One day in August, my former manager asked me what was going on. She mentioned how my work had suffered and I seemed to be pushing my work off to someone else. That night I cried in anguish. I was in so much emotional pain that I felt like I couldn’t call a friend and subject them to my misery, so I called a crisis hotline. For the first time ever, I called. I’m so glad I did. Seriously, if you ever find yourself in pain, call. They are trained to deescalate you and you don’t have to be suicidal to call. I needed someone to dump my emotional pain on that could take it and be objective. A day or two later, I had my psychiatrist appointment for a med check. I told her how nothing had changed. I didn’t want to see anyone and had effectively isolated myself from everyone. She suggested I go through the mental health hospitalization program through Linden Oaks. I’d heard of this place as I had supported 2 other people through the program. I still wasn’t sure. You hear stories, sensationalized but still scary stories about being locked up in a psych ward involuntarily with no-one listening to your pleas that you’re sane. Granted, these stories I heard came from movies and TV shows (Season 2 of AHS or the story of Nelly Bly!) but the fear and stigma was there. I talked to my therapist and a trusted friend in the mental health field and they said do it…so I called. I made plans to get an assessment on a Saturday. My girlfriend came over on the Friday before and asked why not tonight. “Because it’s on Saturday!” and then I can put it off even more… I am a master of talking myself out of doing things that scare me. She gently persuaded me to get an assessment that night and went with me. There wasn’t an opening right away so I had to wait a couple of days. When I was asked if I could start on August 17th, and before my brain could tell them that I couldn’t start that day because I had already made a haircut appointment for my son or I was planning on doing laundry that day or I couldn’t possibly start anything on a prime number…I said yes. I started an outpatient partial hospitalization program at Linden Oaks.
The first few days was rough. I was kind of excited because I desperately wanted to feel better. A couple of days in this place and I’ll be right as rain and ready to conquer the world. The first day, I was just taking it all in, comparing my crazy to other’s crazy. Basically, determining if I belonged. I felt like a had some insights right away. Oh man! This is gonna be a breeze! I’m so glad I agreed to do this. The 2nd day, I get up thinking I’ll learn something new and maybe I’ll only be here a couple of days. I’ll have all the skills I need to be a functioning human being. The third day is the first time the glow wears off. While sitting in a skills class, we learn “The Top Ten Ways to Build Self-Esteem”. What?! I already know this. I took the damn Buzzfeed quiz. How the hell is this going to help me with my real grown-up issues. Where’d they get this list, Teen Beat! I was angry. True anger. I spoke to my appointed therapist about how stupid this all was and that I needed real help and this wasn’t getting me anywhere. Then, she did something that endeared her to me and brought me down a peg or two. She challenged me. My anger didn’t fluster her at all. She challenged me…caught me in my bullshit and made me angry for a different reason. I jokingly asked her if she spoke to my outpatient therapist who also challenges me and doesn’t let me bullshit her. I went back to group with a different mindset. I’m about to experience growth and awareness like I never had before.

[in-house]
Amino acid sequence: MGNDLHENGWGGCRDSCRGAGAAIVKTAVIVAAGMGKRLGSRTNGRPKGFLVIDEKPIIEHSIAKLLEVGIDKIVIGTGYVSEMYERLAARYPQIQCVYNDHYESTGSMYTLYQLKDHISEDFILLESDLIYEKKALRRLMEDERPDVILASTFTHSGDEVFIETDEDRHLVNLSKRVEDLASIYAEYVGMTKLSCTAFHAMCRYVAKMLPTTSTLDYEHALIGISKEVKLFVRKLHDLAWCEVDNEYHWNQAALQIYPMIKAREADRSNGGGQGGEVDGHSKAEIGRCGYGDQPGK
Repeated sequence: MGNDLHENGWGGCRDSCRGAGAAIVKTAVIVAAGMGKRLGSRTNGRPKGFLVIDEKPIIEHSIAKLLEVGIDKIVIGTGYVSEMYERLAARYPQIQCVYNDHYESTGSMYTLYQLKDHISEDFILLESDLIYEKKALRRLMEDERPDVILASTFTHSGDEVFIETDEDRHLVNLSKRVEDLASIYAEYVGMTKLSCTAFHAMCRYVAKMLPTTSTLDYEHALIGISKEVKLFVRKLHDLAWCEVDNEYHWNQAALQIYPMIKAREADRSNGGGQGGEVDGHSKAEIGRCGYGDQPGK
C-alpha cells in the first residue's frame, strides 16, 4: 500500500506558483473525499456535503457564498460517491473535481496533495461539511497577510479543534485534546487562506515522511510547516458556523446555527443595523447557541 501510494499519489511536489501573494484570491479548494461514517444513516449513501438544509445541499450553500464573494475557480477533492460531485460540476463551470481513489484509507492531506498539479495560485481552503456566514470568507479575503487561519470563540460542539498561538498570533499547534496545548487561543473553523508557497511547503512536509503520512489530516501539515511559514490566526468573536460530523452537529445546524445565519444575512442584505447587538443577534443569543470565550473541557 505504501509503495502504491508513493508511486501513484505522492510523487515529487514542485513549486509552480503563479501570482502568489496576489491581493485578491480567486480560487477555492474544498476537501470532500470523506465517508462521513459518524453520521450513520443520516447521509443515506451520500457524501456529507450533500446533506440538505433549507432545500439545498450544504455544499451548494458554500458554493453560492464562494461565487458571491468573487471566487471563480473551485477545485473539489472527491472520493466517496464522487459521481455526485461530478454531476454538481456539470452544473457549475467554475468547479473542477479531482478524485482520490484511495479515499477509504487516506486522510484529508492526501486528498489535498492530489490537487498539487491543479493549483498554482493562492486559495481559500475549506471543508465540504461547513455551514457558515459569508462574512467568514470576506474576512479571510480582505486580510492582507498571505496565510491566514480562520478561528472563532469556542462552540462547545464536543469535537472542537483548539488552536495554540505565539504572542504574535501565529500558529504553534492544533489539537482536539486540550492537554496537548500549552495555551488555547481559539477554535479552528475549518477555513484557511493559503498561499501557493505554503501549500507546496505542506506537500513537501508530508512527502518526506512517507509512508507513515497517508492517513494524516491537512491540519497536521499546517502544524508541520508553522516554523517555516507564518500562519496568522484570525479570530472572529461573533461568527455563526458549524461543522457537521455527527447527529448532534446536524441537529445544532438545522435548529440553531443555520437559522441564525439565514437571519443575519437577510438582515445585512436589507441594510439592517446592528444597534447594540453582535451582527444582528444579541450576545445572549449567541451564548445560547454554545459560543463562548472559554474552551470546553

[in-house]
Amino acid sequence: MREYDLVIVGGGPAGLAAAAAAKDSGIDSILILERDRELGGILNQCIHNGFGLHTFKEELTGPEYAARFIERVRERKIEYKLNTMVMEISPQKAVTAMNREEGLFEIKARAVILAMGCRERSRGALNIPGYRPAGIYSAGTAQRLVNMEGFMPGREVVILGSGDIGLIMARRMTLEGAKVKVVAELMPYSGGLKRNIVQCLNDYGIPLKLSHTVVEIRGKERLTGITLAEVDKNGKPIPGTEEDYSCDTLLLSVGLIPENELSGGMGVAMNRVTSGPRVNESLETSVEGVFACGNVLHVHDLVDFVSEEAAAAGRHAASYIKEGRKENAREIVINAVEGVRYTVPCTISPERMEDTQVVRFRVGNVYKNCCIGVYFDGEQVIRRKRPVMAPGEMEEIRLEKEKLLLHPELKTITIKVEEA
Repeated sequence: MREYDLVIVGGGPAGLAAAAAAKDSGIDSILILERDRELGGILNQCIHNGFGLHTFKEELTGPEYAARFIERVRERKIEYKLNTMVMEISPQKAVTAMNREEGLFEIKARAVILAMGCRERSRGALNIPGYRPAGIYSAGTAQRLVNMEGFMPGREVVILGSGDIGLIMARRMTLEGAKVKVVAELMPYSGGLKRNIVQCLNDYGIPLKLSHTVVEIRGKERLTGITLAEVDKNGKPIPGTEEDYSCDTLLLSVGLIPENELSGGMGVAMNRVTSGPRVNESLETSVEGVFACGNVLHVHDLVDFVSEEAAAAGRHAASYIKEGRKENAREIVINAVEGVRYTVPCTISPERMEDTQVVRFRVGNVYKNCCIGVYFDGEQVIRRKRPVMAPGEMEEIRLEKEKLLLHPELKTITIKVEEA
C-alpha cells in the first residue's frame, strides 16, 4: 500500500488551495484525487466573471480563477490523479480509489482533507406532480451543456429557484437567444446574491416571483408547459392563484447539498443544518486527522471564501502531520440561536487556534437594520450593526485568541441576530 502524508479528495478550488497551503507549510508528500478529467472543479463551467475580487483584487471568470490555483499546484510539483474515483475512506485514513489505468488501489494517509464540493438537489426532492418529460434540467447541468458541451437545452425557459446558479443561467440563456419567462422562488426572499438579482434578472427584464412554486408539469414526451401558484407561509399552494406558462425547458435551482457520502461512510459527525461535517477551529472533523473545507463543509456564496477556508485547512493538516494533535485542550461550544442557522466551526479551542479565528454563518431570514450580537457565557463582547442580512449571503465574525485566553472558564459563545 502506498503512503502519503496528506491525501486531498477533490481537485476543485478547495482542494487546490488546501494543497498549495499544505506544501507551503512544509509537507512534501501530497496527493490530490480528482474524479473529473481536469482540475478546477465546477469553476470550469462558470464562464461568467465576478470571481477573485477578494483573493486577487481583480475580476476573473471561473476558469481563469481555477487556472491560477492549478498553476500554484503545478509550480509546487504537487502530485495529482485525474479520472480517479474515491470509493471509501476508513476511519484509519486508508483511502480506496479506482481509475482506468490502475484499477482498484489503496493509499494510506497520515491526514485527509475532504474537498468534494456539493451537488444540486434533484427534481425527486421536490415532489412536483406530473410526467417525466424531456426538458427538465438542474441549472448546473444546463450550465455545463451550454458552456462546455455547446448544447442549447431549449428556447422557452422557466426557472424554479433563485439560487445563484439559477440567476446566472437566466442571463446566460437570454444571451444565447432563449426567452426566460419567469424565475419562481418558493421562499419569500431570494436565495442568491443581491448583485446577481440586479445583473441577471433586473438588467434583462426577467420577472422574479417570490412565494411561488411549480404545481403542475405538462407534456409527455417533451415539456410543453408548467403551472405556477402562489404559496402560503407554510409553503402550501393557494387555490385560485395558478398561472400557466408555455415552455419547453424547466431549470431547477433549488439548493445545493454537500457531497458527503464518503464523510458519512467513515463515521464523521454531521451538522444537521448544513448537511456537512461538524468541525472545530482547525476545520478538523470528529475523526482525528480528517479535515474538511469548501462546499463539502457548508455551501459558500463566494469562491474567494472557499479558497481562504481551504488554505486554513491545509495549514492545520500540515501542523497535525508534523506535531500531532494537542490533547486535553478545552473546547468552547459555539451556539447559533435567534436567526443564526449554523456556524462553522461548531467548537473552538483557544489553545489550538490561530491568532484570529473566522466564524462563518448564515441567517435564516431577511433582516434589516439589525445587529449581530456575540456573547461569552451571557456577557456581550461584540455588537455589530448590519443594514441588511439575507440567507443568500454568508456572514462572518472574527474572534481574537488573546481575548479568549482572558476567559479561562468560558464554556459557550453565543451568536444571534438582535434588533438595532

I learned a lot about myself. I learned that what I thought was my personality, was actually unhealthy coping skills. I learned my deep seated trauma is affecting my relationships and how…if…I let people love me. My depression was being constantly fed from lamenting the Shani I could’ve been if my life hadn’t changed for the worst when I was 4 years old. I was angry. I still am. I’m angry and saddened by the adults in my life — family, teachers, doctors, coaches — who couldn’t see that I was a child in pain and afraid. I went for years undiagnosed and unmedicated for ADHD, depression, and Bipolar II (the lite version). I constantly felt undeserving because I couldn’t do certain everyday things like my peers. I couldn’t be “normal”? This program helped me see I wasn’t a despicable, broken monster constantly failing and disappointing people…but a human being whose brain needed help creating the right chemicals and did everything it could to survive childhood.
I have a long road of healing ahead of me. I’m terrified. I’m terrified of feeling. I’m terrified of what a mentally healthy Shani looks like. My mental illness drains me, but it’s what I know. I’m comfortable in it because it’s familiar…but it’s also keeping me from realizing my true potential and accepting my worth.
I am blessed to have the most amazing support system! Family, friends who are family, friends who live hundreds and thousands of miles away but are as close as a text or a phone call. I have loved ones who knew me at my worst throughout the years and still care for me. Friends I’ve known for a short time but have made an indelible mark on my heart. I love you all.
I hope my experience helps someone. I hope this helps you realize you’re not alone and what you feel is valid but not the truth. I know so many of us live in pain and berate ourselves…give yourself some grace. The hardest thing to do is also the most rewarding…ask for help. We only have each other. Thanks for sticking with me this far.
If you or someone you know is in crisis or are experiencing difficult or suicidal thoughts, call the National Suicide Hotline at 1-800-273 TALK (8255) If you’re uncomfortable talking on the phone, you can also text NAMI to 741-741 to be connected to a free, trained crisis counselor on the Crisis Text Line.